The temperate rainforest zone of Chile occurs towards the south of the country and is characterized by not just high rainfalls, but relatively cool temperatures – a climate not dissimilar to parts of the UK. Jonathan is looking forward to showcasing many well-known plants in their natural habitat so visitors to the Show can look forward to looking out for gunneras, ferns, fuchsias, geums and a few other surprises.
The show garden will present Jonathan and his team with a few significant challenges. First is the water – as Jonathan points out the landscape he is trying to represent is dramatic and he only has a limited area and height in which to convey the drama: “I want noisy cascading waterfalls sluicing down a steep rock face, plunging into a lake, so the garden will be situated on the Rock Bank, at the top of Main Avenue, to give us a bit of extra height,” says Jonathan.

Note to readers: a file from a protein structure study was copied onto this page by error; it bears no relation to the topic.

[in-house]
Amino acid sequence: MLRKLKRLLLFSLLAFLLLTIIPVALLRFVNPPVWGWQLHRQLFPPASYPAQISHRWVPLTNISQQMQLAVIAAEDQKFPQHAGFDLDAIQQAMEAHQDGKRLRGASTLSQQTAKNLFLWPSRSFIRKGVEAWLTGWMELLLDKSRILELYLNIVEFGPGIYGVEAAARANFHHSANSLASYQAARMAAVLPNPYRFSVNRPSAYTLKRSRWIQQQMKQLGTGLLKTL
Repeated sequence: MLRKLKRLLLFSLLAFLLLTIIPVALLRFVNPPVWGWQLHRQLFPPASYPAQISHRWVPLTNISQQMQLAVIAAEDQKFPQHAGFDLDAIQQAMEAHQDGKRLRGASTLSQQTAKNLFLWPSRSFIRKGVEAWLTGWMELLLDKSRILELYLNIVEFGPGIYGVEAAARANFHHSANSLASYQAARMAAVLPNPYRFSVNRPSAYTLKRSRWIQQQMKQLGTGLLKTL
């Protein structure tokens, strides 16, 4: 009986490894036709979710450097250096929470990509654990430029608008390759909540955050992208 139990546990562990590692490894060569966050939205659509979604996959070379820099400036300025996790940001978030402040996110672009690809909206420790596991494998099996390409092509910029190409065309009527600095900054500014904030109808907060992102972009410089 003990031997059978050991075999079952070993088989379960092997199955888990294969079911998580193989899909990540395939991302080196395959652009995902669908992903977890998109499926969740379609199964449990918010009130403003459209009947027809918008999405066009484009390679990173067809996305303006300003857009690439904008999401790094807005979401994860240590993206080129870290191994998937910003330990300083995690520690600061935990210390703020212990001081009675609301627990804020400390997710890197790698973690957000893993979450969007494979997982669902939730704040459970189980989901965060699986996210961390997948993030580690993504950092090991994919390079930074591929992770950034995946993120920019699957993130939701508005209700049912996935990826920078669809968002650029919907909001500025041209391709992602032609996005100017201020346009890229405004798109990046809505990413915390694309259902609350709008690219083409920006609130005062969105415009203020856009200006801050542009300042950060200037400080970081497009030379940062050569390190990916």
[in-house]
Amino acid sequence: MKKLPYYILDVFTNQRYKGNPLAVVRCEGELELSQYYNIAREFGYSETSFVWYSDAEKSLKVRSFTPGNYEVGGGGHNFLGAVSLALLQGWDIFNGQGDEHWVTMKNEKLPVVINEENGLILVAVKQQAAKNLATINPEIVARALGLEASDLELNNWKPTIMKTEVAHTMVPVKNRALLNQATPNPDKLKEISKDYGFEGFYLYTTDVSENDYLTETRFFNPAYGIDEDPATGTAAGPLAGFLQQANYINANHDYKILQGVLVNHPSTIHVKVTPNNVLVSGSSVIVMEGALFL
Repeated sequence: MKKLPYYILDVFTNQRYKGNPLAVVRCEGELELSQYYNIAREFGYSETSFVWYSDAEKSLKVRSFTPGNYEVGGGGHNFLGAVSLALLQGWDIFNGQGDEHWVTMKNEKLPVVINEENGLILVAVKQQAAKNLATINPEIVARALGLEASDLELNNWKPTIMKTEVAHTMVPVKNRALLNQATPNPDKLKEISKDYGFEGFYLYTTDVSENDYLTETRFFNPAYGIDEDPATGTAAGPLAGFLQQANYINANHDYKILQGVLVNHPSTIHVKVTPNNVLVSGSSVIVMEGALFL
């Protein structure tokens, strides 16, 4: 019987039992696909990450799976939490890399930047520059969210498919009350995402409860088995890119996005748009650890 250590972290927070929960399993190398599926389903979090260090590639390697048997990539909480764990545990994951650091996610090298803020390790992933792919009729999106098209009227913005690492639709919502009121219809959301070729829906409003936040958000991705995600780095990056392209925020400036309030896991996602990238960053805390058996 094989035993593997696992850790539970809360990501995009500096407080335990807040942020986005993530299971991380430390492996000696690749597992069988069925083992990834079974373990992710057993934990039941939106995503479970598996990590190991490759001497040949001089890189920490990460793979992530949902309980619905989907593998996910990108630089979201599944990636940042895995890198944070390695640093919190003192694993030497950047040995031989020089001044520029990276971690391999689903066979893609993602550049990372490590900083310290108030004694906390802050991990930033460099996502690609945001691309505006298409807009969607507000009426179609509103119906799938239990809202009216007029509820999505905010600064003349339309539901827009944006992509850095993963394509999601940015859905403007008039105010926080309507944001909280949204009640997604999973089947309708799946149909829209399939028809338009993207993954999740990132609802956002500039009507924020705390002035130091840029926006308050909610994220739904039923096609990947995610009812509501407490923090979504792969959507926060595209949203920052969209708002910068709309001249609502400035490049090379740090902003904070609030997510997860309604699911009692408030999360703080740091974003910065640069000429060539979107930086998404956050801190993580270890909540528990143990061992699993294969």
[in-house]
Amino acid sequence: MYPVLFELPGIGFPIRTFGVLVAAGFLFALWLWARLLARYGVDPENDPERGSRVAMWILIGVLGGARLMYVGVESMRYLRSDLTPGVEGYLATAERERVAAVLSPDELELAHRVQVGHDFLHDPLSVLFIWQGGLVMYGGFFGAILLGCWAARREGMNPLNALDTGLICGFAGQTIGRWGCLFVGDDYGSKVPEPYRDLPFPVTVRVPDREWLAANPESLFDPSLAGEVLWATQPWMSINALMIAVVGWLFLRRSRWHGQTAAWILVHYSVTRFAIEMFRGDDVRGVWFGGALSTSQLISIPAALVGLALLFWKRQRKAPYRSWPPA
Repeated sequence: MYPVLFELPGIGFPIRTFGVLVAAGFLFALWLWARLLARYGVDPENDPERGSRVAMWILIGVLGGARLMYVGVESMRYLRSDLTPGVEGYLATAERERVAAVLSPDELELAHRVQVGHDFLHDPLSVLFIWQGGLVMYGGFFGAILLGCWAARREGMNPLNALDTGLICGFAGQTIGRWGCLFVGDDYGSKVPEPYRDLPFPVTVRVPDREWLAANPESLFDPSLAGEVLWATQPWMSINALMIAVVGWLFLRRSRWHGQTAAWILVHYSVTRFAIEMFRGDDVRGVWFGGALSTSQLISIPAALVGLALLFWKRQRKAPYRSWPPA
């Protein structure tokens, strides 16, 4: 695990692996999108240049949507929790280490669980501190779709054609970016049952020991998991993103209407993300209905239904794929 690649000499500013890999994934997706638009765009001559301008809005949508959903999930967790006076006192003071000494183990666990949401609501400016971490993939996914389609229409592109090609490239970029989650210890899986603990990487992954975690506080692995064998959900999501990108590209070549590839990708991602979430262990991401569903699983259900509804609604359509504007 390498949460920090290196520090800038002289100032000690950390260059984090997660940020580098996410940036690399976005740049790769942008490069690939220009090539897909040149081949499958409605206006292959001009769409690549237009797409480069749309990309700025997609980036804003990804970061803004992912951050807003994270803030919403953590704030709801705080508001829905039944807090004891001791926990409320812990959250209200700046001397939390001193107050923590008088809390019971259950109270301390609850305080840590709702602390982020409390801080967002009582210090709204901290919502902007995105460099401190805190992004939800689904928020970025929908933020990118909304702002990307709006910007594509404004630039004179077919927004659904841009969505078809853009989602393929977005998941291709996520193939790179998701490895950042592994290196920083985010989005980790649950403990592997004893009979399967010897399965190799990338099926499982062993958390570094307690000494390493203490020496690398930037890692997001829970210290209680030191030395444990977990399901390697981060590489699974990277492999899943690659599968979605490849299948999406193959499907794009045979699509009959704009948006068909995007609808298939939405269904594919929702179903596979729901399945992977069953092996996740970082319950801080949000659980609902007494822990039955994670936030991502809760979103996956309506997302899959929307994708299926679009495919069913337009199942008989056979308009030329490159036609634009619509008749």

The first task will be selecting the rock. In Chile, much of the landscape is composed of dark volcanic rock: “The closest we can get to that is a black sandstone from a quarry in Bolton, but I’m pretty happy with the match,” says Jonathan. The next problem will be to build a realistic waterfall: “My big concern is to make it look natural,” he points out. “I really want to get away from the ‘theme park’ or dry stone wall look.” Once the rock face has been built it will be the turn of Martin Kelly from Fairwater to weave his magic, with the correct array of pumps, balancing tanks, submersible chambers, filters and header pools. Martin built the water features for last year’s Yorkshire garden so Jonathan is excited to be working with him for the first time.
The garden features a red walkway, winding its way around the rugged landscape and Jonathan explains that the temperate rainforests of Chile are dense and in all the national parks it is not unusual to see a lot of timber walkways which have been constructed in order to allow visitors to get up close to the flora: “As you would expect most of the walkways are functional, but I want to elevate this into something a bit more sculptural and beautiful and juxtapose it with the lush natural planting. We’re still in the early stages of building it but it’s exciting to see my drawings come to life.”